If you recently purchased new real estate, your lender may have informed you that they will require force-placed insurance coverages. Force placed insurance can sometimes come as a surprise if you hadn’t heard of it before, but it serves an important purpose in protecting the lender’s investment. Here’s what you should know about the types of coverage you may be getting through this insurance.
Your Coverage Will Likely Be Tailored to Protecting Your Lender’s Interests
Because the reason for force-placed insurance has to do with mitigating your lender’s financial risks, you can expect any coverage to help protect the lender’s interests. For example, if your lender feels there is a significant amount of financial vulnerability involved in offering financing for this piece of real estate, they may require extra coverage in the mortgage lending process.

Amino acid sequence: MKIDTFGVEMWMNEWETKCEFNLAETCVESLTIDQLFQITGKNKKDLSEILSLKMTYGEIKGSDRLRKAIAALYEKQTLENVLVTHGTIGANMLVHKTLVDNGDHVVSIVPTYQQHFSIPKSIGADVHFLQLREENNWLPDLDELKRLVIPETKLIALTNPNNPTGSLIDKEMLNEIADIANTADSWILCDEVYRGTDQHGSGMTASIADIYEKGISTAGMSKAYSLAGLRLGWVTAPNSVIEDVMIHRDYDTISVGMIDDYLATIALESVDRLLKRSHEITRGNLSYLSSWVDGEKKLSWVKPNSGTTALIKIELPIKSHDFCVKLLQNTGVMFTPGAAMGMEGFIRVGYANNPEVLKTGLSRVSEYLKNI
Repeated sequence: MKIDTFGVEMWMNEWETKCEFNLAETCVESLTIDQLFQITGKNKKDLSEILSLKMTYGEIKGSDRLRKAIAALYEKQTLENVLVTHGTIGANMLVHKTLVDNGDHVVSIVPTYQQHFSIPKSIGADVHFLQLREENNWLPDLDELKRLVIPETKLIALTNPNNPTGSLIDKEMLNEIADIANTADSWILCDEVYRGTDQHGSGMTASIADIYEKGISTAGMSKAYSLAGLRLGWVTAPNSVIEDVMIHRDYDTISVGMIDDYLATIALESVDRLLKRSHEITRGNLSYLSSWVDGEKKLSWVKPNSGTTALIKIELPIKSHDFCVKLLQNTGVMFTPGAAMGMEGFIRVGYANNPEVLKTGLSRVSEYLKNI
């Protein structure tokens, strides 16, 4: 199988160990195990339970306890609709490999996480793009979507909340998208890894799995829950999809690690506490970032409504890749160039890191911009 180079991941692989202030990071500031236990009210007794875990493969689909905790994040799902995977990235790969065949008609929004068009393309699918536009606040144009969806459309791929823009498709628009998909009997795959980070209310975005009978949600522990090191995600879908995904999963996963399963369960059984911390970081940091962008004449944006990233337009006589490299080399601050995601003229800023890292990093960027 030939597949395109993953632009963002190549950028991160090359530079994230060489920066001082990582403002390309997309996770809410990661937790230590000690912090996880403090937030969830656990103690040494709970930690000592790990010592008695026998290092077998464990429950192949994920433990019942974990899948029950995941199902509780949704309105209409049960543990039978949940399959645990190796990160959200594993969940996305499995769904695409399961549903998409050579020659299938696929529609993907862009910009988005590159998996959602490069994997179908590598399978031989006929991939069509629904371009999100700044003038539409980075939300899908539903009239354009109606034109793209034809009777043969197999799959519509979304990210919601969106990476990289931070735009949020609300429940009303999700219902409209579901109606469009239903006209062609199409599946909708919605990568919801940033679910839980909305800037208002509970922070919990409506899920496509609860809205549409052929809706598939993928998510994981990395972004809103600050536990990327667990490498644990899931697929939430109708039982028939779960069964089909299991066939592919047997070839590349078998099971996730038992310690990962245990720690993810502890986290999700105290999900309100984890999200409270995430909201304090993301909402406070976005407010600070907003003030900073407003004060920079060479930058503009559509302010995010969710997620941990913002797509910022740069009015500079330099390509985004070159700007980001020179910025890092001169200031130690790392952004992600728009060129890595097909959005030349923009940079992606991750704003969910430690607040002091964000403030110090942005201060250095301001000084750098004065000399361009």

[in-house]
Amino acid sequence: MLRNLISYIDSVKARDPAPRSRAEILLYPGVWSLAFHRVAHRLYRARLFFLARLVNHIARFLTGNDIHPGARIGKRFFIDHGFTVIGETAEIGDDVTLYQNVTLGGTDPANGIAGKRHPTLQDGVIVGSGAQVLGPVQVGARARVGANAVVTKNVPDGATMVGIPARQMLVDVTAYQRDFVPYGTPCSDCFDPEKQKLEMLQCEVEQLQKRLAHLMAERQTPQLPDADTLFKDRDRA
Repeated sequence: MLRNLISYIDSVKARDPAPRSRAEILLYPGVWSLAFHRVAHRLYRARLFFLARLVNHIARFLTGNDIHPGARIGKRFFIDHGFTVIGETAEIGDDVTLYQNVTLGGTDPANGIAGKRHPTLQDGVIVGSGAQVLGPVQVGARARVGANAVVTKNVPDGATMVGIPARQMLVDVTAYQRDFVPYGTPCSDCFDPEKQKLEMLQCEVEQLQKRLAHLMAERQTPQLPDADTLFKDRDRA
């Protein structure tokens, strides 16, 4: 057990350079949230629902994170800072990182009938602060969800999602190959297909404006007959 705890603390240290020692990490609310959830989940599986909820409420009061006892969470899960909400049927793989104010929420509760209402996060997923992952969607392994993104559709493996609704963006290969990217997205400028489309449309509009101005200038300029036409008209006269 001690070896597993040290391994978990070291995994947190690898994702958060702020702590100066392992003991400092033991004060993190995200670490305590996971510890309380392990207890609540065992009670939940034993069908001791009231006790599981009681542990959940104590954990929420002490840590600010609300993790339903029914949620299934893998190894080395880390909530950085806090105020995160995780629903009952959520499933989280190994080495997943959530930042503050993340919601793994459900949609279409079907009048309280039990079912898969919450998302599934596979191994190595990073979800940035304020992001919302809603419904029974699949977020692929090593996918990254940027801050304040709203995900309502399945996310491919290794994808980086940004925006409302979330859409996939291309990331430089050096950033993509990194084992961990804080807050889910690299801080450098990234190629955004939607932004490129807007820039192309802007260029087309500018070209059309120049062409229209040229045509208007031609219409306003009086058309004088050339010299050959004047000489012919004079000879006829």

Your Lender Will Have a Safety Net Against Risks on Your Part
Much of the coverage in force placed insurance will be aimed at protecting against risks on your – the borrower’s – part. For example, your lender may be covered in case you:
- Get dropped by other insurers
- Let your policy lapse
- Stop paying your annual premiums for other coverage
- Cannot get the property otherwise insured
Though it might be a new term to you, force placed insurance coverages offer important protections to your lender and the real estate you’ve just purchased. These quick facts can help you understand the types of coverage you could be getting through force placed insurance.